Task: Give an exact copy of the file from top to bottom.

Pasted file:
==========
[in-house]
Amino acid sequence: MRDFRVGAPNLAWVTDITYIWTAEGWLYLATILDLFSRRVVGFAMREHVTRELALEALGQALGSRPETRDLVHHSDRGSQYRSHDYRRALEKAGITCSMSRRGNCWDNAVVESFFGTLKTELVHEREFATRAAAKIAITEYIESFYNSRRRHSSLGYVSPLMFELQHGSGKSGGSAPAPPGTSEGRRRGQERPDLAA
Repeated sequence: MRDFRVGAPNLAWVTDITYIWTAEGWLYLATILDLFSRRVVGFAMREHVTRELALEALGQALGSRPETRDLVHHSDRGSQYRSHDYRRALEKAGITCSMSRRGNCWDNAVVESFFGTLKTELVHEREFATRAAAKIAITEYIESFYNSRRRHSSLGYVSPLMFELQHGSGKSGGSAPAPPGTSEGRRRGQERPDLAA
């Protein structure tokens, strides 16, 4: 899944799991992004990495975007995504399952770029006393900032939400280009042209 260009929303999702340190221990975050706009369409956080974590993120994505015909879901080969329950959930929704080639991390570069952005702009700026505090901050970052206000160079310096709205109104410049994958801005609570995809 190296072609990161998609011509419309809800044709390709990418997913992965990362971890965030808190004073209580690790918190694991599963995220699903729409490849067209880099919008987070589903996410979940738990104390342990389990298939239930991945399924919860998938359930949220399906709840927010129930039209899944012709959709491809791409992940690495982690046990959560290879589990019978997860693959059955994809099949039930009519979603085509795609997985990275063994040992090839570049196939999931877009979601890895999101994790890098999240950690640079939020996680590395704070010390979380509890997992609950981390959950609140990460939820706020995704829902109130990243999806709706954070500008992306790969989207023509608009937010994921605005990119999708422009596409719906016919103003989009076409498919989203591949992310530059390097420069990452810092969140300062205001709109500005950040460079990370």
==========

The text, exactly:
[in-house]
Amino acid sequence: MRDFRVGAPNLAWVTDITYIWTAEGWLYLATILDLFSRRVVGFAMREHVTRELALEALGQALGSRPETRDLVHHSDRGSQYRSHDYRRALEKAGITCSMSRRGNCWDNAVVESFFGTLKTELVHEREFATRAAAKIAITEYIESFYNSRRRHSSLGYVSPLMFELQHGSGKSGGSAPAPPGTSEGRRRGQERPDLAA
Repeated sequence: MRDFRVGAPNLAWVTDITYIWTAEGWLYLATILDLFSRRVVGFAMREHVTRELALEALGQALGSRPETRDLVHHSDRGSQYRSHDYRRALEKAGITCSMSRRGNCWDNAVVESFFGTLKTELVHEREFATRAAAKIAITEYIESFYNSRRRHSSLGYVSPLMFELQHGSGKSGGSAPAPPGTSEGRRRGQERPDLAA
């Protein structure tokens, strides 16, 4: 899944799991992004990495975007995504399952770029006393900032939400280009042209 260009929303999702340190221990975050706009369409956080974590993120994505015909879901080969329950959930929704080639991390570069952005702009700026505090901050970052206000160079310096709205109104410049994958801005609570995809 190296072609990161998609011509419309809800044709390709990418997913992965990362971890965030808190004073209580690790918190694991599963995220699903729409490849067209880099919008987070589903996410979940738990104390342990389990298939239930991945399924919860998938359930949220399906709840927010129930039209899944012709959709491809791409992940690495982690046990959560290879589990019978997860693959059955994809099949039930009519979603085509795609997985990275063994040992090839570049196939999931877009979601890895999101994790890098999240950690640079939020996680590395704070010390979380509890997992609950981390959950609140990460939820706020995704829902109130990243999806709706954070500008992306790969989207023509608009937010994921605005990119999708422009596409719906016919103003989009076409498919989203591949992310530059390097420069990452810092969140300062205001709109500005950040460079990370």